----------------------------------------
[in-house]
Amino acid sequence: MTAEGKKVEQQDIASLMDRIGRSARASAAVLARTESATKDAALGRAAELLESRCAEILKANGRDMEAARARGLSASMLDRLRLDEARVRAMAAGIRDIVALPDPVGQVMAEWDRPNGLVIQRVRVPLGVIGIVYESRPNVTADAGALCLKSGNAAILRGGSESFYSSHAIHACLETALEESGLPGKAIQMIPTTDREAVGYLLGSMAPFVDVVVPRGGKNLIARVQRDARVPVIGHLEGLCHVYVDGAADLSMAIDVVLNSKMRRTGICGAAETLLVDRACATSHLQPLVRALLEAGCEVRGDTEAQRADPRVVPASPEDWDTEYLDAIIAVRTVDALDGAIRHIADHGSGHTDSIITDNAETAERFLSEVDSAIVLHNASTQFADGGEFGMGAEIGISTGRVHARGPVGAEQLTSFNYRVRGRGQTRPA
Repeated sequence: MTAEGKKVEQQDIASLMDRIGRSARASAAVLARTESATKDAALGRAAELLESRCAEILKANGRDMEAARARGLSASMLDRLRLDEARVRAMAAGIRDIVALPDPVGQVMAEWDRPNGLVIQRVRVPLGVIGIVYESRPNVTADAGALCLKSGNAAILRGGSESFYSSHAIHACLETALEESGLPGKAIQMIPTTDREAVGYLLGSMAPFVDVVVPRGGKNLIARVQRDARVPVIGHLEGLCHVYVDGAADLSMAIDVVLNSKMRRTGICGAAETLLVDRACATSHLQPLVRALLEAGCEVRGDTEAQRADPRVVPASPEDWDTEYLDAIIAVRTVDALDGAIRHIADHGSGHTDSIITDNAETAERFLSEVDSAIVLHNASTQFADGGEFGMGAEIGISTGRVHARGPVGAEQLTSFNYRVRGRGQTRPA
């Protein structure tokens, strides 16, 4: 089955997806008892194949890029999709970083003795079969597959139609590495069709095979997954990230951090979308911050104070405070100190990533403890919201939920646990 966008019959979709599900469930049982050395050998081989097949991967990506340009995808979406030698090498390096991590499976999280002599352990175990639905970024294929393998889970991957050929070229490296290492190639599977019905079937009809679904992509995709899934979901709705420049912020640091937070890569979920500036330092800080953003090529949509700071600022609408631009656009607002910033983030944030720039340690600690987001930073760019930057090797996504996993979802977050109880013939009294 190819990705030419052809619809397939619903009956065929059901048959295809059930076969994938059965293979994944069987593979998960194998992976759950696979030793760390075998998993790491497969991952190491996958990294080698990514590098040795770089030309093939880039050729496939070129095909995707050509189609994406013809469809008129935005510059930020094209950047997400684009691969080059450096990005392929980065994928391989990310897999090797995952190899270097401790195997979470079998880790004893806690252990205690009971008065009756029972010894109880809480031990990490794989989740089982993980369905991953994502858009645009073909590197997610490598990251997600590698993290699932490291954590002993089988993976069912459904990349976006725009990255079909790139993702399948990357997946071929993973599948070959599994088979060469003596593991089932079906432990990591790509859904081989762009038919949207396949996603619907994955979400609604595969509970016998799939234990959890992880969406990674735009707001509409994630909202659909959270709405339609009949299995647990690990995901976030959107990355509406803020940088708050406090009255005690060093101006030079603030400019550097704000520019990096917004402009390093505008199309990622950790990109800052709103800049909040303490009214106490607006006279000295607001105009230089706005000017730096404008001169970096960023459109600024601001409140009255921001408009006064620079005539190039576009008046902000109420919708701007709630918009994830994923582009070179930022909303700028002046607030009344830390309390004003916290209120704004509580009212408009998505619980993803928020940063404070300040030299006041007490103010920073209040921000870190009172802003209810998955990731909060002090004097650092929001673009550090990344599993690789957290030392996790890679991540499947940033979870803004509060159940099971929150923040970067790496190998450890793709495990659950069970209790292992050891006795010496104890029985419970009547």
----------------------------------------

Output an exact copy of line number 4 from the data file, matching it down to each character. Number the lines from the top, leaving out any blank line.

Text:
């Protein structure tokens, strides 16, 4: 089955997806008892194949890029999709970083003795079969597959139609590495069709095979997954990230951090979308911050104070405070100190990533403890919201939920646990 966008019959979709599900469930049982050395050998081989097949991967990506340009995808979406030698090498390096991590499976999280002599352990175990639905970024294929393998889970991957050929070229490296290492190639599977019905079937009809679904992509995709899934979901709705420049912020640091937070890569979920500036330092800080953003090529949509700071600022609408631009656009607002910033983030944030720039340690600690987001930073760019930057090797996504996993979802977050109880013939009294 190819990705030419052809619809397939619903009956065929059901048959295809059930076969994938059965293979994944069987593979998960194998992976759950696979030793760390075998998993790491497969991952190491996958990294080698990514590098040795770089030309093939880039050729496939070129095909995707050509189609994406013809469809008129935005510059930020094209950047997400684009691969080059450096990005392929980065994928391989990310897999090797995952190899270097401790195997979470079998880790004893806690252990205690009971008065009756029972010894109880809480031990990490794989989740089982993980369905991953994502858009645009073909590197997610490598990251997600590698993290699932490291954590002993089988993976069912459904990349976006725009990255079909790139993702399948990357997946071929993973599948070959599994088979060469003596593991089932079906432990990591790509859904081989762009038919949207396949996603619907994955979400609604595969509970016998799939234990959890992880969406990674735009707001509409994630909202659909959270709405339609009949299995647990690990995901976030959107990355509406803020940088708050406090009255005690060093101006030079603030400019550097704000520019990096917004402009390093505008199309990622950790990109800052709103800049909040303490009214106490607006006279000295607001105009230089706005000017730096404008001169970096960023459109600024601001409140009255921001408009006064620079005539190039576009008046902000109420919708701007709630918009994830994923582009070179930022909303700028002046607030009344830390309390004003916290209120704004509580009212408009998505619980993803928020940063404070300040030299006041007490103010920073209040921000870190009172802003209810998955990731909060002090004097650092929001673009550090990344599993690789957290030392996790890679991540499947940033979870803004509060159940099971929150923040970067790496190998450890793709495990659950069970209790292992050891006795010496104890029985419970009547």